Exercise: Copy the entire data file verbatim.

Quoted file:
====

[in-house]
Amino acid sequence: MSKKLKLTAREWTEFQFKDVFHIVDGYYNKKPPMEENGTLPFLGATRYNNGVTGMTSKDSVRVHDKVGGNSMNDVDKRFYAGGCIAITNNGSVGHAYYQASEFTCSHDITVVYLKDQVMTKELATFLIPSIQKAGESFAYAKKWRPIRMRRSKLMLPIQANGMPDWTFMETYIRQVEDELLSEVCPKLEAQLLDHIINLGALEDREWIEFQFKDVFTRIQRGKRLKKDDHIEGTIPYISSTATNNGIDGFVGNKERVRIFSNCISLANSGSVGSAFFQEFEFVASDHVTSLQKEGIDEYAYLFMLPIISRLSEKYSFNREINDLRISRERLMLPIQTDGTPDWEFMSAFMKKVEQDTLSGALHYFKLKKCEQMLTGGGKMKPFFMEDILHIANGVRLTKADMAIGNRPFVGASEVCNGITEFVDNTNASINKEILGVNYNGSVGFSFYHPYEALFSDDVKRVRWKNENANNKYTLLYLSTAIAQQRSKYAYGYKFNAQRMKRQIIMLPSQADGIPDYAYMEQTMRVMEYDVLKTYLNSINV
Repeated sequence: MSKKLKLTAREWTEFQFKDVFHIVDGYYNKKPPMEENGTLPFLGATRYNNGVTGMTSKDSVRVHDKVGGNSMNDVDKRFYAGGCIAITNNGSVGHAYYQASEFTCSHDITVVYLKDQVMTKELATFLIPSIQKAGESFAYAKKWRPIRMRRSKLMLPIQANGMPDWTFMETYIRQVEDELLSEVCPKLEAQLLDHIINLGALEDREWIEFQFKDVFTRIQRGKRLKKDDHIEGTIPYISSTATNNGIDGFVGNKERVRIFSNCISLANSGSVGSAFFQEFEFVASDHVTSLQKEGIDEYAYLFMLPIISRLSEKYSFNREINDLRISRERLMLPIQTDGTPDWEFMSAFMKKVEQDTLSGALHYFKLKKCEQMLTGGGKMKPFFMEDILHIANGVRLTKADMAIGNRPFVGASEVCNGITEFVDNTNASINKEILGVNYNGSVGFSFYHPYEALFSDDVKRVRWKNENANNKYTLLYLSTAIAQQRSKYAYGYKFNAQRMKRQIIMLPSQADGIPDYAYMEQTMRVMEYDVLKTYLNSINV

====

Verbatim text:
[in-house]
Amino acid sequence: MSKKLKLTAREWTEFQFKDVFHIVDGYYNKKPPMEENGTLPFLGATRYNNGVTGMTSKDSVRVHDKVGGNSMNDVDKRFYAGGCIAITNNGSVGHAYYQASEFTCSHDITVVYLKDQVMTKELATFLIPSIQKAGESFAYAKKWRPIRMRRSKLMLPIQANGMPDWTFMETYIRQVEDELLSEVCPKLEAQLLDHIINLGALEDREWIEFQFKDVFTRIQRGKRLKKDDHIEGTIPYISSTATNNGIDGFVGNKERVRIFSNCISLANSGSVGSAFFQEFEFVASDHVTSLQKEGIDEYAYLFMLPIISRLSEKYSFNREINDLRISRERLMLPIQTDGTPDWEFMSAFMKKVEQDTLSGALHYFKLKKCEQMLTGGGKMKPFFMEDILHIANGVRLTKADMAIGNRPFVGASEVCNGITEFVDNTNASINKEILGVNYNGSVGFSFYHPYEALFSDDVKRVRWKNENANNKYTLLYLSTAIAQQRSKYAYGYKFNAQRMKRQIIMLPSQADGIPDYAYMEQTMRVMEYDVLKTYLNSINV
Repeated sequence: MSKKLKLTAREWTEFQFKDVFHIVDGYYNKKPPMEENGTLPFLGATRYNNGVTGMTSKDSVRVHDKVGGNSMNDVDKRFYAGGCIAITNNGSVGHAYYQASEFTCSHDITVVYLKDQVMTKELATFLIPSIQKAGESFAYAKKWRPIRMRRSKLMLPIQANGMPDWTFMETYIRQVEDELLSEVCPKLEAQLLDHIINLGALEDREWIEFQFKDVFTRIQRGKRLKKDDHIEGTIPYISSTATNNGIDGFVGNKERVRIFSNCISLANSGSVGSAFFQEFEFVASDHVTSLQKEGIDEYAYLFMLPIISRLSEKYSFNREINDLRISRERLMLPIQTDGTPDWEFMSAFMKKVEQDTLSGALHYFKLKKCEQMLTGGGKMKPFFMEDILHIANGVRLTKADMAIGNRPFVGASEVCNGITEFVDNTNASINKEILGVNYNGSVGFSFYHPYEALFSDDVKRVRWKNENANNKYTLLYLSTAIAQQRSKYAYGYKFNAQRMKRQIIMLPSQADGIPDYAYMEQTMRVMEYDVLKTYLNSINV